Background & aims: A screening policy has not been well defined in first-degree relatives of patients with sporadic colorectal cancer. This study estimated the risk of colorectal adenoma in a cohort of individuals with only 1 affected first-degree relative.
Methods: A total of 476 first-degree relatives (age, 40-74 years) of 195 patients with sporadic colorectal cancer were offered a colonoscopy. Each examined relative was matched with 2 controls for age, sex, symptoms, and center. The prevalence of colorectal adenomas was compared using a multiple logistic regression analysis.
Results: In 185 relatives, odds ratios were 1.5 (95% confidence interval [CI], 1.0-2.4) for adenomas, 2.5 for large adenomas (95% CI, 1.1-5.4), 1.2 for small adenomas (95% CI, 0.7-1.9), and 2.6 (95% CI, 1.3-5.1) for high-risk adenomas (> or = 1 cm in size and/or with a villous component). The prevalence of high-risk adenomas in relatives was higher when the index patient was younger than 65 years, was male, and had distal rather than proximal cancer.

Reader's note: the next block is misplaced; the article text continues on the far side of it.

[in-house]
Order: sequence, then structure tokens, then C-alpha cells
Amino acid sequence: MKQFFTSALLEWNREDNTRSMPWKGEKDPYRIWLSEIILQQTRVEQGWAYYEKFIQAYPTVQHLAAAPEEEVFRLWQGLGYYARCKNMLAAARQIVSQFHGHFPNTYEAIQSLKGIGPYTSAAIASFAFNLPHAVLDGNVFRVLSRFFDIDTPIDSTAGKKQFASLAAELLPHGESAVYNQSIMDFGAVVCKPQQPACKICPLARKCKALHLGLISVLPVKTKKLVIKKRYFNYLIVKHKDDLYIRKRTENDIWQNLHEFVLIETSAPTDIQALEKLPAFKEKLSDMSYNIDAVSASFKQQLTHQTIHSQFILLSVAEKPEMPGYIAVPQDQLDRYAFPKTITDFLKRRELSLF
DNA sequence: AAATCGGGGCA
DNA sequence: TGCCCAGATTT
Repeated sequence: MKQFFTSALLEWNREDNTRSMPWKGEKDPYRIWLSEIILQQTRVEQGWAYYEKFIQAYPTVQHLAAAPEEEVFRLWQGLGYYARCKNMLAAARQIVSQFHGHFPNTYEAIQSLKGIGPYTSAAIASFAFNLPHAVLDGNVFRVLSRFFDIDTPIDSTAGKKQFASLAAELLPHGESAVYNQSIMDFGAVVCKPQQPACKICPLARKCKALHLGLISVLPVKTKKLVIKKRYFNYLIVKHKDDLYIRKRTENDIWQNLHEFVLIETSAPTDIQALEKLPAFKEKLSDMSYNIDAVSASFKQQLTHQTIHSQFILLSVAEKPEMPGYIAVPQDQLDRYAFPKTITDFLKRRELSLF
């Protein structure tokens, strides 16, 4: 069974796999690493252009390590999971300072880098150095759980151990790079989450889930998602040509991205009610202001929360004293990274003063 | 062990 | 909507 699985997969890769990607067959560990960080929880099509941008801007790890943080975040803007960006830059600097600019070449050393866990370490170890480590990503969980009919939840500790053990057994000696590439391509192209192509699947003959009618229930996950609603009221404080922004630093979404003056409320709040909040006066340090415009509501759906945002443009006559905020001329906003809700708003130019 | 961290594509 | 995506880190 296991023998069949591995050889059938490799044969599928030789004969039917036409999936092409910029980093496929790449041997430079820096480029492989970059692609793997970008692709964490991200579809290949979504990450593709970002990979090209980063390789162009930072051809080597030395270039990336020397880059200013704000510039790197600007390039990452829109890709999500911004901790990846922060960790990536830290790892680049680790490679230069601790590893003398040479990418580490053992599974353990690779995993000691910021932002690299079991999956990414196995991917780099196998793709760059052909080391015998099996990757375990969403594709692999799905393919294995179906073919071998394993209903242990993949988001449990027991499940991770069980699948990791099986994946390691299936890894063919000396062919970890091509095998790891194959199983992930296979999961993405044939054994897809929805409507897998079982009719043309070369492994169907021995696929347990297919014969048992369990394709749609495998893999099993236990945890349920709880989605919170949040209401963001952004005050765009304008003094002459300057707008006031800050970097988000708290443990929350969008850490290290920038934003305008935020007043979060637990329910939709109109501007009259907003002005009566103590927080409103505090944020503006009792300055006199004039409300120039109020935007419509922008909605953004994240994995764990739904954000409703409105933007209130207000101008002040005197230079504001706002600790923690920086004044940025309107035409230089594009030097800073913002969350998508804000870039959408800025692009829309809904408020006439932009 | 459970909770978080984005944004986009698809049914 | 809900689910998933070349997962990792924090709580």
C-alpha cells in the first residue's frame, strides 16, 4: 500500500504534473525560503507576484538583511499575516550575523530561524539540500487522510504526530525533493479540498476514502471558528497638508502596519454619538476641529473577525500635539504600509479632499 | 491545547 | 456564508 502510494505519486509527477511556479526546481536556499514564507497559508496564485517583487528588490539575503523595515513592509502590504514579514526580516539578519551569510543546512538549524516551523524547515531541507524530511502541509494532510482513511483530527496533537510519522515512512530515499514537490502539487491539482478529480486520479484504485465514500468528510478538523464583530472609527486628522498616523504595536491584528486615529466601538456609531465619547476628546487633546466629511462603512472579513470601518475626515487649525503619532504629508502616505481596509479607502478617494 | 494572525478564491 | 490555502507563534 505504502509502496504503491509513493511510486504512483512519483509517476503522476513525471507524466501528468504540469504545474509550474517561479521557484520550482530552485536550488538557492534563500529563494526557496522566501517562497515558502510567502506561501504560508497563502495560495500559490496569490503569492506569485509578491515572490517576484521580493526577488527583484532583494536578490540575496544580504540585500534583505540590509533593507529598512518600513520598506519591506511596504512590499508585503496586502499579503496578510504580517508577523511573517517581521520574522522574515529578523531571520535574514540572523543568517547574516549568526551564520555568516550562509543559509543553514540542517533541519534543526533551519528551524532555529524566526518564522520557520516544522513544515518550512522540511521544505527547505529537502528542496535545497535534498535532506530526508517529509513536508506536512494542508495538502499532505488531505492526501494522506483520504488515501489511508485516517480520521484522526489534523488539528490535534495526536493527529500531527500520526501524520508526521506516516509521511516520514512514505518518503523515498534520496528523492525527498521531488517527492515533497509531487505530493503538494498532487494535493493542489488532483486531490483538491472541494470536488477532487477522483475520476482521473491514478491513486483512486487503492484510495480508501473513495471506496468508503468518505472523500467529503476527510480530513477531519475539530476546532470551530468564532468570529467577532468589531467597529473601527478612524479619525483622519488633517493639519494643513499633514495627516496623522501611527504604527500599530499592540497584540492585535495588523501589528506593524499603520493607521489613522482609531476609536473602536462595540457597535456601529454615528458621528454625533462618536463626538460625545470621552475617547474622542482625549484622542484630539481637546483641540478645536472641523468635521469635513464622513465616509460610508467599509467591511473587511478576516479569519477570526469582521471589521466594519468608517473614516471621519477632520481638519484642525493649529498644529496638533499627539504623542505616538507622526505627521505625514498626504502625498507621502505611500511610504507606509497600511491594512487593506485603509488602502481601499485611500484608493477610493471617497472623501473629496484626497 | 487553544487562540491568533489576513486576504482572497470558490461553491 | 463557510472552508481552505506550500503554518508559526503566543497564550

Conclusions: Subjects with only 1 affected first-degree relative are at increased risk for developing large adenomas.